As face masks gain popularity across the country (CDC data shows that face mask acceptance is now on the rise), many men and women are finding that they’re suffering from increased breakout and acne on their face, or as it’s becoming more commonly known – ‘maskne’. We spoke to Dr Vikram Rajkomar, a board-certified dermatologist from Pall Mall Medical to find out the ins and outs of ‘maskne’ and whether there’s anything we can do to stop our skin suffering at the hands of face masks.
Why do we need to wear face masks?
In an editorial published on July 14th in the Journal of the American Medical Association, the CDC affirms that face coverings are a critical weapon in the fight against COVID-19.
Research has shown that masks or cloth coverings can help limit the spread of infection by preventing people who unknowingly have COVID-19 spreading the disease to others, and despite acceptance of this being on the rise, there are still many American citizens who are refusing to wear one.
What is ‘maskne’?
You might have heard of the term ‘maskne’ or ‘mascne’ spiralling across the internet in recent weeks. As hospital staff have had to wear face-coverings since coronavirus came into fruition, those staff members in particularl have acknowledged that the skin is breaking out due to wearing a face covering.
For those of us who suffer with hormonal breakouts on the chin or nose, worrying about how the skin will react to a face covering can be concerning. But do the benefits outweigh the negatives and are these reason enough to avoid wearing a mask all together?
We spoke to Consultant Dermatologist – Vikram Rajkomar who explained why ‘maskne’ appears in the first place:
“Acne is caused by overproduction of sebum by the sebaceous glands. Wearing a tight-fitting face mask could mean that sebum and sweat remain in close contact to the skin, akin to wearing heavy oil-based makeup. This combination increases the risk of acne or breakouts.”
Luckily, there are steps we can take to prevent ’maskne’, even for those of us who have an allergy to face masks. Dr Rajkomar suggests:
- Wash the face twice per day with a gentle wash and avoid facial scrubs or exfoliating which can damage the skin.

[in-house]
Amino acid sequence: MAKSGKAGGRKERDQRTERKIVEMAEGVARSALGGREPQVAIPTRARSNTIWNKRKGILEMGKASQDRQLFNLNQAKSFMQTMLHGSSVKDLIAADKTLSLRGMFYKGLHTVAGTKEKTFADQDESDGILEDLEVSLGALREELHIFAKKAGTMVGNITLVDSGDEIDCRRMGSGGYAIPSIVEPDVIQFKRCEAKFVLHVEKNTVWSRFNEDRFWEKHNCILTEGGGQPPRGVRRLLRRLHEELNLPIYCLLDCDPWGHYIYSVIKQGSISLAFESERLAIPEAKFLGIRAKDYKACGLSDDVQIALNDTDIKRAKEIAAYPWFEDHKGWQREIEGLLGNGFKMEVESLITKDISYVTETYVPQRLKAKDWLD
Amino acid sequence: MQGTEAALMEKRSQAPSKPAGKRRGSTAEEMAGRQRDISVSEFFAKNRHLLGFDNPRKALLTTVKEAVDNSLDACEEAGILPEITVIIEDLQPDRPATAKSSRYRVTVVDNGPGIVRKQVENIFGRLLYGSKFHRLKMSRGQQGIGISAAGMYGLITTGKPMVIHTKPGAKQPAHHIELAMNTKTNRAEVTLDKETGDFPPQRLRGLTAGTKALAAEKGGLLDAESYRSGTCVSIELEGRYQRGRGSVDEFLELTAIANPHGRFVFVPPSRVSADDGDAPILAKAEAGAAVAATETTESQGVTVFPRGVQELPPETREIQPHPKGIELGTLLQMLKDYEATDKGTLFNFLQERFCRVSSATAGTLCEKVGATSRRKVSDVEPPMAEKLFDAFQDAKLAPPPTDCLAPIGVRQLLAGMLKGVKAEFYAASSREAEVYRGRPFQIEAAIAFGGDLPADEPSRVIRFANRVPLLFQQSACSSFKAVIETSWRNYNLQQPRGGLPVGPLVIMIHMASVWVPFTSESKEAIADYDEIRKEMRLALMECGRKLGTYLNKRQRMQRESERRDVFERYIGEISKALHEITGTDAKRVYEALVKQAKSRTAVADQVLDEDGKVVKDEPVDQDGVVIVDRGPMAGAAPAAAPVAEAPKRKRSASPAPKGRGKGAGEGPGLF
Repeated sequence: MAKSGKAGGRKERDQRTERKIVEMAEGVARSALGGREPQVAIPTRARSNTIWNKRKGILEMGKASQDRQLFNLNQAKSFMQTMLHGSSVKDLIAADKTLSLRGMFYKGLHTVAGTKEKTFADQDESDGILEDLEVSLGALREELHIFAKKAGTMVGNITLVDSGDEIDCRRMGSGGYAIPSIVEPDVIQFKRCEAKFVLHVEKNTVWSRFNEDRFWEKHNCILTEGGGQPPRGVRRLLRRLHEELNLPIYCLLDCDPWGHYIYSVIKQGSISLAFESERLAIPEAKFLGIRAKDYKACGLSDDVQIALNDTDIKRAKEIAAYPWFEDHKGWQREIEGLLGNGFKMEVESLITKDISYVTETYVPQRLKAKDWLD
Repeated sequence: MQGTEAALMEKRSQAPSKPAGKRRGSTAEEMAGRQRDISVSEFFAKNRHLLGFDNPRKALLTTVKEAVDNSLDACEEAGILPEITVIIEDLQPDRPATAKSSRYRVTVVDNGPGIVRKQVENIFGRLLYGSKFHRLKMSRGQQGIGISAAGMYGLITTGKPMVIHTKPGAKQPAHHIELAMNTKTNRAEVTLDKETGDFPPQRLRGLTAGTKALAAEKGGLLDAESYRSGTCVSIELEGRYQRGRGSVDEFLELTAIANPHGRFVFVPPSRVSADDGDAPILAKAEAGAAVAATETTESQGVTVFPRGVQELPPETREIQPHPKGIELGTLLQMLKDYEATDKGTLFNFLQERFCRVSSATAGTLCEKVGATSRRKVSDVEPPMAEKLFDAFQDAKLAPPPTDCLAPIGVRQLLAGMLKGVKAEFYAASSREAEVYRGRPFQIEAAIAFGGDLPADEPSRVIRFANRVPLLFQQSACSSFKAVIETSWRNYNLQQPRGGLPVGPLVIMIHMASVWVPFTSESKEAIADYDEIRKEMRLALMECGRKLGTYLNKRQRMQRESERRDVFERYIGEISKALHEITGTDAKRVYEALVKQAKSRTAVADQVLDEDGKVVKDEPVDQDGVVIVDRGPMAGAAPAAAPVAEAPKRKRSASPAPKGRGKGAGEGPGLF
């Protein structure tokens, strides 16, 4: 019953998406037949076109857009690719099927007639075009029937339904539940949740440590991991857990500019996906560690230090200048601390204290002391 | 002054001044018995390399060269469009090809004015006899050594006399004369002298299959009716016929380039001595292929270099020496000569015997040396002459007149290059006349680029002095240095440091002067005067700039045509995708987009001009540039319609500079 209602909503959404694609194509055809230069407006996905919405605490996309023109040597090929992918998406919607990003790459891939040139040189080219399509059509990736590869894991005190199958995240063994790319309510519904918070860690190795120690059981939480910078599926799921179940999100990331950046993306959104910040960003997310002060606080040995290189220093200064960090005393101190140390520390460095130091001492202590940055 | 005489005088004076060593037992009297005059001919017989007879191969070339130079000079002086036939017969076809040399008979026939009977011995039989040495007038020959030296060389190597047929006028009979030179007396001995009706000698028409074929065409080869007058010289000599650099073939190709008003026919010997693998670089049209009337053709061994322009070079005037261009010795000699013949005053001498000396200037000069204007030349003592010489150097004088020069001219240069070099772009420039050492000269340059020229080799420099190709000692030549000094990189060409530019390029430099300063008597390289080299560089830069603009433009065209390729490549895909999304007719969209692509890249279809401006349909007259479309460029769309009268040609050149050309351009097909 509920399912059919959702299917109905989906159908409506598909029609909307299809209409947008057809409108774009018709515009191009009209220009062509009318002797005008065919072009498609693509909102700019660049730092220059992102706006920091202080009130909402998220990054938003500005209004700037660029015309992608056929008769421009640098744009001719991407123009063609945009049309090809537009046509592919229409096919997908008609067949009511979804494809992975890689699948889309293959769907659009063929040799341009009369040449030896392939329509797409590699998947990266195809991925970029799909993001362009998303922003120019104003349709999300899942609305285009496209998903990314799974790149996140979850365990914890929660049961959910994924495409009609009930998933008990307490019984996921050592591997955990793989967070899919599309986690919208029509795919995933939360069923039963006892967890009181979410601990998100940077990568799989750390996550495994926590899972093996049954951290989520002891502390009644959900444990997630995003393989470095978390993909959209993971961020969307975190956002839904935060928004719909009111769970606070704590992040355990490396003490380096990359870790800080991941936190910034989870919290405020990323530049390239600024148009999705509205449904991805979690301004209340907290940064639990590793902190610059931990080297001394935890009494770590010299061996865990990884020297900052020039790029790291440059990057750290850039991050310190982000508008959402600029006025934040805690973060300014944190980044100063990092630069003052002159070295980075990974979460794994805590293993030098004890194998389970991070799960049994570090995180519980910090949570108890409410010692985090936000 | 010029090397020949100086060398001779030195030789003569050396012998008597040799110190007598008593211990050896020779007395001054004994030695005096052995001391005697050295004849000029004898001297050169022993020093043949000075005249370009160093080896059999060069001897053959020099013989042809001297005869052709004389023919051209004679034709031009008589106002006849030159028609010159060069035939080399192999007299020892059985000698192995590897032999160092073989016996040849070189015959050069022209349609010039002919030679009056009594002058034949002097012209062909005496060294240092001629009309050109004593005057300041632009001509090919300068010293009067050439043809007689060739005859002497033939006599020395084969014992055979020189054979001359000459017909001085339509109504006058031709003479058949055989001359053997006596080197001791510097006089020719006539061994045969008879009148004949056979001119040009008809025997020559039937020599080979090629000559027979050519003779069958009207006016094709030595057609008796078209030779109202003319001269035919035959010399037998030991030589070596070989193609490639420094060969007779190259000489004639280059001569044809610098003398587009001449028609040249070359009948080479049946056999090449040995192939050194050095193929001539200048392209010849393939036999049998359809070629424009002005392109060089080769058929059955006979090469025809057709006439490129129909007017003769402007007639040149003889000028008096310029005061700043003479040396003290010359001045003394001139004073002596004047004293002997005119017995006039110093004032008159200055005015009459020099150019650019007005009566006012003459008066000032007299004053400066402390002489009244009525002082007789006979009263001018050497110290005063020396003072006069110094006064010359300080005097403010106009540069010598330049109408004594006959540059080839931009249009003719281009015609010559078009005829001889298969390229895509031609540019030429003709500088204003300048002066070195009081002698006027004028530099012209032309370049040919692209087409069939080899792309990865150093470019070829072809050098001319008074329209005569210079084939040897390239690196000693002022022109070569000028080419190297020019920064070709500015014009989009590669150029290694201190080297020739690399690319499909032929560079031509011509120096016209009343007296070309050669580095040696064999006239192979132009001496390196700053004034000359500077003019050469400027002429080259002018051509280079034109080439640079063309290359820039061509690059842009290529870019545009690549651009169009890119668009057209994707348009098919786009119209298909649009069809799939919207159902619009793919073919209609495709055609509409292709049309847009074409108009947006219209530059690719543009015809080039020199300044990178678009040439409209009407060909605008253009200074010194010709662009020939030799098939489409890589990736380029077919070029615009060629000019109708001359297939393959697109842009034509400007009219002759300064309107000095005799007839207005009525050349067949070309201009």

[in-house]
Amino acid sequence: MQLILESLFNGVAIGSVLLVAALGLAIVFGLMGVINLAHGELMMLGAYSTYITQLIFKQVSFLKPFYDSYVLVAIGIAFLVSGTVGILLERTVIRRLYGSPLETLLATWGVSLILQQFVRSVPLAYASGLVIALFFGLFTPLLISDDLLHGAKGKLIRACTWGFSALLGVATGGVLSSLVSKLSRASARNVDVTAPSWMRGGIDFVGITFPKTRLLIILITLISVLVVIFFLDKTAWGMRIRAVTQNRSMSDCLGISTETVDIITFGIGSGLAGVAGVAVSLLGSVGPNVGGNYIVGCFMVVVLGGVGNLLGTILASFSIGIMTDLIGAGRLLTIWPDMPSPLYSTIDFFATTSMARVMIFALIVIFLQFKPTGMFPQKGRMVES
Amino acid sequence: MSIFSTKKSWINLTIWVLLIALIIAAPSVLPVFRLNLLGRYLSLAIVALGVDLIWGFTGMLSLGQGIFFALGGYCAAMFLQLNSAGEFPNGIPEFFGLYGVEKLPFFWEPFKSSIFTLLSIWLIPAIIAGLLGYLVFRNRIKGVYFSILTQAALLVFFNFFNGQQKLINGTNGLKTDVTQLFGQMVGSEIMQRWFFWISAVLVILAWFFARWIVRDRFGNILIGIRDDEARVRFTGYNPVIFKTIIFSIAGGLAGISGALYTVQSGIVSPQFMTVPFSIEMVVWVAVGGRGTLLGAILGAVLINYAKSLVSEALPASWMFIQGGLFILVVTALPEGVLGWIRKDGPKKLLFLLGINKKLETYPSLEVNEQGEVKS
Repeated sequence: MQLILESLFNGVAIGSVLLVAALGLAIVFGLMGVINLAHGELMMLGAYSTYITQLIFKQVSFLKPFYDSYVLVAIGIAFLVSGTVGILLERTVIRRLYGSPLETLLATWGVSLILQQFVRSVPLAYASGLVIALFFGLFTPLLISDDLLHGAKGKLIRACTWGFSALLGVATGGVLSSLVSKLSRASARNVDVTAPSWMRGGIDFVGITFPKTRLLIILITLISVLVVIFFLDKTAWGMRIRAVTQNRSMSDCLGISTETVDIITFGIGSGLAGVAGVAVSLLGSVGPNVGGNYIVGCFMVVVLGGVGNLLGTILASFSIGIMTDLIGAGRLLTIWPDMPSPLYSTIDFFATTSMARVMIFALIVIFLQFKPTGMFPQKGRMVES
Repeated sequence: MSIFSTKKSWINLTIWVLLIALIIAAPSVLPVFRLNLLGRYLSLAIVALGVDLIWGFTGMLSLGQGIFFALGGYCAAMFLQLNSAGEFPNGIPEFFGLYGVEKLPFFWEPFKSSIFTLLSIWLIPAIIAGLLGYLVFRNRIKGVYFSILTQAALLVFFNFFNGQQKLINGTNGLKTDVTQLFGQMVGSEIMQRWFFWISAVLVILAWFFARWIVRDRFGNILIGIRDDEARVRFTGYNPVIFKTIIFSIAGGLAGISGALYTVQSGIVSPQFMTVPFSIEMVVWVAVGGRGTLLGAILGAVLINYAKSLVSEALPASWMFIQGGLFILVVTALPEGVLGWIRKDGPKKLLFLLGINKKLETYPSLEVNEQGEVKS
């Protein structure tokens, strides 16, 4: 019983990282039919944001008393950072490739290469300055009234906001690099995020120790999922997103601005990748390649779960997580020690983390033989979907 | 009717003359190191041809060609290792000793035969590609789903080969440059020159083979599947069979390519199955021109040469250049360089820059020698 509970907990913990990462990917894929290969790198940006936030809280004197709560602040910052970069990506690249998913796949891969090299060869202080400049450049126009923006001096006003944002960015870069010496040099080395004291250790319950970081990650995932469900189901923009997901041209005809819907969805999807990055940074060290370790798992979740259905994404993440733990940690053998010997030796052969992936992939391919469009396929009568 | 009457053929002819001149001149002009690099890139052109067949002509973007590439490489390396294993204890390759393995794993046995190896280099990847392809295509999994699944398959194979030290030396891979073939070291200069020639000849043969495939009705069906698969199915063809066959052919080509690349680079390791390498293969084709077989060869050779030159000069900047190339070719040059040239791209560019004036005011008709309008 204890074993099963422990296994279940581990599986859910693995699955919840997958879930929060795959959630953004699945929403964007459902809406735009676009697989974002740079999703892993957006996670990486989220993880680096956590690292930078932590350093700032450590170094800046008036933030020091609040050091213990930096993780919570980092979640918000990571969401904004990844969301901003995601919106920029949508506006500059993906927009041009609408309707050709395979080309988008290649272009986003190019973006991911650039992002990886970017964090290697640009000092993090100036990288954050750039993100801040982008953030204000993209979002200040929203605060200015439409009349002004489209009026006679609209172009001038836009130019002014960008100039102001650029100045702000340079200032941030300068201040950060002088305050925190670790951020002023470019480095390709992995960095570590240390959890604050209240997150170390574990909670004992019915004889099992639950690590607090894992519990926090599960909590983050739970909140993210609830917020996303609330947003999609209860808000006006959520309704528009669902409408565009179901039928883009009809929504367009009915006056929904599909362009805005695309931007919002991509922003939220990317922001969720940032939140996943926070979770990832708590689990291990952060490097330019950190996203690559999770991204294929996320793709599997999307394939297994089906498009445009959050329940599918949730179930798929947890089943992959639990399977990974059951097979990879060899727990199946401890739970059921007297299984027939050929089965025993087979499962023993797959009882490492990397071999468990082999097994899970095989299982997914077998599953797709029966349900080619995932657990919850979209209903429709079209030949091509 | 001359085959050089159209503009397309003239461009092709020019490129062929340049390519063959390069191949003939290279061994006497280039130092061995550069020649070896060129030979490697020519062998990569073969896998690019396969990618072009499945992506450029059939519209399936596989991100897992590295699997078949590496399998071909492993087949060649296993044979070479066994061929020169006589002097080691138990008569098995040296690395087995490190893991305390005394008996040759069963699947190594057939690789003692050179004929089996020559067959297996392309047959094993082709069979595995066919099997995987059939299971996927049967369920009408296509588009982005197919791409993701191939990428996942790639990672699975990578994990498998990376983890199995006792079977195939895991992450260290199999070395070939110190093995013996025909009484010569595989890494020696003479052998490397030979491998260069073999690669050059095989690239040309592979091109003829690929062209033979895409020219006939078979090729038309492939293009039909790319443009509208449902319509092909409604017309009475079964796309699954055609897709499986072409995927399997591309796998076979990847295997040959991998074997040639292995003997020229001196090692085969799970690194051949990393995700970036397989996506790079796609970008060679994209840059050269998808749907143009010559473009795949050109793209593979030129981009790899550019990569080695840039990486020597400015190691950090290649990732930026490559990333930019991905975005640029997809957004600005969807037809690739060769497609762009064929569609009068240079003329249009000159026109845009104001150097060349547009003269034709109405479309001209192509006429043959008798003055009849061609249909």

- Ensure that the skin is well hydrated, by drinking enough water and using a fragrance-free moisturiser to the skin to avoid direct rubbing of the mask with the skin.
- Wash your masks regularly as they can accumulate sebum and face oil (including makeup) which leads to development of acne.
- Avoid tight masks.If acne is already present, constant rubbing with a face mask will worsen the inflammation.
- If you think you have an allergy to the mask’s material, seek advice from your doctor who may prescribe a mild steroid such hydrocortisone.
“Wearing a mask is vital to stopping the spread of the disease so ensure you follow the advice on wearing face masks. However, be sure to remove masks when they’re not needed, for example, in an empty room or in the car.”
What daily changes can I make to avoid ‘maskne’?
Simple changes to your day-to-day life can limit the number of breakouts you experience.
Eat a well-balanced diet, with low glycaemic index food. Avoid food which increases blood sugar quickly, such as white bread, white rice, sugary drinks and cornflakes, all of which can be linked with increased risk of acne. Continue using sunblock as the exposed areas of the face still require protection.
Dr Vikram Rajkomar is a highly experienced Consultant Dermatologist, who treats both adults and children at Pall Mall Medical – a family-run private healthcare provider focussed on delivering healthcare services that meet patients’ needs and help them to thrive and live longer, healthier, happier lives.
Dr Rajkomar is a highly skilled & reputable dermatologist, available for all adult and paediatric private dermatology needs.